Head into the “bulk” section of your nearest supermarket in order to ensure that you find the best possible prices, then pick up about $3 worth of whole grain oats and raw almonds and grab approximately $2 worth of dry beans (choose black beans for an excellent beef substitute if you plan to make burgers, tacos, etc.). Finally, select $2 worth of your favorite whole grain side-dish, such as brown rice or quinoa.

For some added variety, you can also try chick peas (about $2 per can), lentils ($3 per bag), and flax seeds ($3 per bag).

  • Spend $10-$15 on healthy beverage ingredients and non-dairy snacks.

Combine a non-dairy milk of your choice (e.g., soy milk, almond milk, or hemp milk, at about $3 per container) with frozen fruits and vegetables ($3-4 per bag) to create inexpensive healthy smoothies at home. You can also pair frozen fruits with non-dairy yogurt.

If you’re concerned about getting enough protein and amino acids while adhering to a low-cost plant-based diet, you should try picking up a bag of hemp seeds (or hearts) and adding them to your smoothies, oatmeal, and yogurt.

While hemp seeds appear relatively costly at about $8 per bag, you only need to use a teaspoon or two of them per day in order to reap their nutritional rewards. Hemp seeds are the only plant-based food that offer both a complete amino acid profile and a perfect balance of Omega 3 and Omega 6 fatty acids. Likewise, while hemp seeds look expensive, when you compare the cost of buying a bag or two of hemp seeds each month with the cost of consuming meat daily, it becomes clear that the plant-based alternative is still the far better deal.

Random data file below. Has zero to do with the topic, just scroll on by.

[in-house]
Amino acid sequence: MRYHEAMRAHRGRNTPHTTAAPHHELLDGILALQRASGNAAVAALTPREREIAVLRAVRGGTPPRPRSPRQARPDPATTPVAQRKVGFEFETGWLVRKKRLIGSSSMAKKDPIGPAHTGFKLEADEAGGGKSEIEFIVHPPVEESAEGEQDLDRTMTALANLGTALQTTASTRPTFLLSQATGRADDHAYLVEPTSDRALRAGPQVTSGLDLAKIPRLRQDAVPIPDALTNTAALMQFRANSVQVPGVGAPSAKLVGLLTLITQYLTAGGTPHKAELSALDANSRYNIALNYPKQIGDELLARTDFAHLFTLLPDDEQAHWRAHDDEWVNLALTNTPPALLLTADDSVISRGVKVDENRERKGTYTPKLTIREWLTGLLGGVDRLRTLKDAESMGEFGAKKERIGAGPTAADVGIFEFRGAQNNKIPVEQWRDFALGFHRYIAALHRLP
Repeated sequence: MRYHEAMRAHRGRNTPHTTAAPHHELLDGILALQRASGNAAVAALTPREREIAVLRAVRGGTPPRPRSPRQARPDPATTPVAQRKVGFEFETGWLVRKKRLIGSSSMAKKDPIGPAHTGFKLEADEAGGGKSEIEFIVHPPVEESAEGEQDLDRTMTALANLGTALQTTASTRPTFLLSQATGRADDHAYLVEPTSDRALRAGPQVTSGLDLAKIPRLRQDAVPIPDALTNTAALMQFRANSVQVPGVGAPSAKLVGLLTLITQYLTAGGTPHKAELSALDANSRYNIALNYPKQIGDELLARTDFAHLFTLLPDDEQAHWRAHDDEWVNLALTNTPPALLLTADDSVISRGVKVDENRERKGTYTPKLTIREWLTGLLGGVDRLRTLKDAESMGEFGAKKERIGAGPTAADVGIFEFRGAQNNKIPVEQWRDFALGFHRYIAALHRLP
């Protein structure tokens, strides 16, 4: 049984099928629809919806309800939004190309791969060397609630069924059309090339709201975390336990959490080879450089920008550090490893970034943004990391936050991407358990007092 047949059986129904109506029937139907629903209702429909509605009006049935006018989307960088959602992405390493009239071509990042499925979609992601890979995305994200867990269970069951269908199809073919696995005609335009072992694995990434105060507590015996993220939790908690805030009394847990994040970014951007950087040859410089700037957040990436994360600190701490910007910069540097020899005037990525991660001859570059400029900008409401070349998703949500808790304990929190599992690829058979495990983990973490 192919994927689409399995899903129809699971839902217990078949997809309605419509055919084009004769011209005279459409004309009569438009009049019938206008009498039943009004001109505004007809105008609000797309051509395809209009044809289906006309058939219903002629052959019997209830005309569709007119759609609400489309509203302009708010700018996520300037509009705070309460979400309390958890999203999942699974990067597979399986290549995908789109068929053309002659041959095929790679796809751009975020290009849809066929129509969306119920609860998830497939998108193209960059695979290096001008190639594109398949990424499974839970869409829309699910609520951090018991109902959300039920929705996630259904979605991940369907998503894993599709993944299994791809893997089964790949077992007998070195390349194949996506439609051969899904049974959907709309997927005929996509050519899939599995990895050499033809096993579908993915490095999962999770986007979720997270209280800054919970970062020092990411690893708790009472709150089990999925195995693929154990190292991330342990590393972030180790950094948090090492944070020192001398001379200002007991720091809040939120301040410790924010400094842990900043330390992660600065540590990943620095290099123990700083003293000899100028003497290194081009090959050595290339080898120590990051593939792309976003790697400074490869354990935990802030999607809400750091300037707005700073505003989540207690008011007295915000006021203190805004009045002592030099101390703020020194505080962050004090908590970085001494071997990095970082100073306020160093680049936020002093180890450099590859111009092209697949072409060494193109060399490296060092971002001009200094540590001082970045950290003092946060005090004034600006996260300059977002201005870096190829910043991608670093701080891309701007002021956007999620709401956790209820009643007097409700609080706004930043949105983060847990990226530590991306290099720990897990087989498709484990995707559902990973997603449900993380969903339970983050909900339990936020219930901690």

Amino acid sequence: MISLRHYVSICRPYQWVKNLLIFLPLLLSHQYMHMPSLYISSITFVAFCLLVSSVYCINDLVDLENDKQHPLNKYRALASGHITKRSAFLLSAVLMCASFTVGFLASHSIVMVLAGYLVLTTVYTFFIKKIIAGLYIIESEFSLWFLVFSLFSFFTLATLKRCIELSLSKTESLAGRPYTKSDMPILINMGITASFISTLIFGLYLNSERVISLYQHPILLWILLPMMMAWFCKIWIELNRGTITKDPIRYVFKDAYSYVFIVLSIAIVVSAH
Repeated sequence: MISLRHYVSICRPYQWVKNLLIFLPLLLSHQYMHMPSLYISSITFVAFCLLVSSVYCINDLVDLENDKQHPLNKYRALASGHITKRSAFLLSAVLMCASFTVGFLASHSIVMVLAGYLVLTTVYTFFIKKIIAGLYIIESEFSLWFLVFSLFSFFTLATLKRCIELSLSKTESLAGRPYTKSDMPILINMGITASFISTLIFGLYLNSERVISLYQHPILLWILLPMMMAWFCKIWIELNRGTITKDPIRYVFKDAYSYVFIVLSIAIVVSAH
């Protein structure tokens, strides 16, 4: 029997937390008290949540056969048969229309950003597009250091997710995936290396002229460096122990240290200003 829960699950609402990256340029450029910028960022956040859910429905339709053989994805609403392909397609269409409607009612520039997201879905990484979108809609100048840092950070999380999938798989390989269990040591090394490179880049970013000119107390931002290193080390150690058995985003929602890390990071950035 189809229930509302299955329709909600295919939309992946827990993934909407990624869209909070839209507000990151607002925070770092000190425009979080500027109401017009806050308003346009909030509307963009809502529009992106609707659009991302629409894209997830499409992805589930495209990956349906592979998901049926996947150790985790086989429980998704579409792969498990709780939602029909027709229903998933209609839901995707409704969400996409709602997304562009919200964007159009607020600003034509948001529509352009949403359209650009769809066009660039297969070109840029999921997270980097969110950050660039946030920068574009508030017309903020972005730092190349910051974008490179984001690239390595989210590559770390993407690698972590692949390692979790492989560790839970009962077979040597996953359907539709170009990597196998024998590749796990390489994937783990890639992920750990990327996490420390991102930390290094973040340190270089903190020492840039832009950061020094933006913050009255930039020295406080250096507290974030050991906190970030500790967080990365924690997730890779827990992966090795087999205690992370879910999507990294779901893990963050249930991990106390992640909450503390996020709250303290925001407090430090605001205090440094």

While adjusting to a plant-based whole-foods diet might seem challenging at first, it’s well worth it from both a health and cost perspective. Though processed foods like those found on the McDonald’s $1 value menu appear cheaper to the uninitiated, in reality, the plant-based whole-foods alternative is almost always still slightly less expensive (as evidenced by this $0.96 per serving black bean burger meal). When you make the transition to plant-based whole foods, both your body and your budget thanks you.

20 Healthy Foods You Can Buy For $1

Use this simple grocery list to cut your healthy food bill even further.


1 Lentils

Price:  $1.50 per pound (dry, in bulk), $1.29 for a 16 ounce bag

2 Black Beans

Price:  $1.50 per can

3 Chickpeas/Garbanzo Beans

Price: ($1.19 per 15.5-ounce can)


4 Brown rice

Price:  $1.75 per pound

5 Oats

Price: $1 per pound (in bulk)

6 100% whole wheat bread

Price: $1.99 for a 22 ounce loaf of store brand whole wheat bread (sale price)


7 Sweet Potatoes

Price:  $1 per pound

8 Kale

Price: $0.50 per cup (raw, chopped), $2 per bunch

9 Broccoli

Price: $0.50 per 1/2 cup, $2 per bunch

10 Spinach

Price: $0.50 per cup, $2 per bunch

11 Frozen veggies

Price: $1.75 for one 12 ounce bag

12 Winter Squash

Price: $0.50 per 1/2 cup, $1.50 per pound

13 Frozen chopped spinach

Price: $1.19 per 10 ounce bag

14 Fresh bagged spinach

Price: $1.99 per 9 ounce bag of fresh washed spinach. 33 cents per 2 cup serving, 66 cents per 4 cup serving.

15 Onions

Price: $0.18 each, $0.59 per pound

16 Carrots

Price: $0.50 each, $2 per pound

17 Canned Tomatoes

Price: $1.80 per 14.8-ounce can


18 Grapes

Price: $0.75 per cup, $1.50 per pound

19 Bananas

Price: $0.50 per banana, $2 per bunch

20 Oranges

Price: $0.50 each, $1 per pound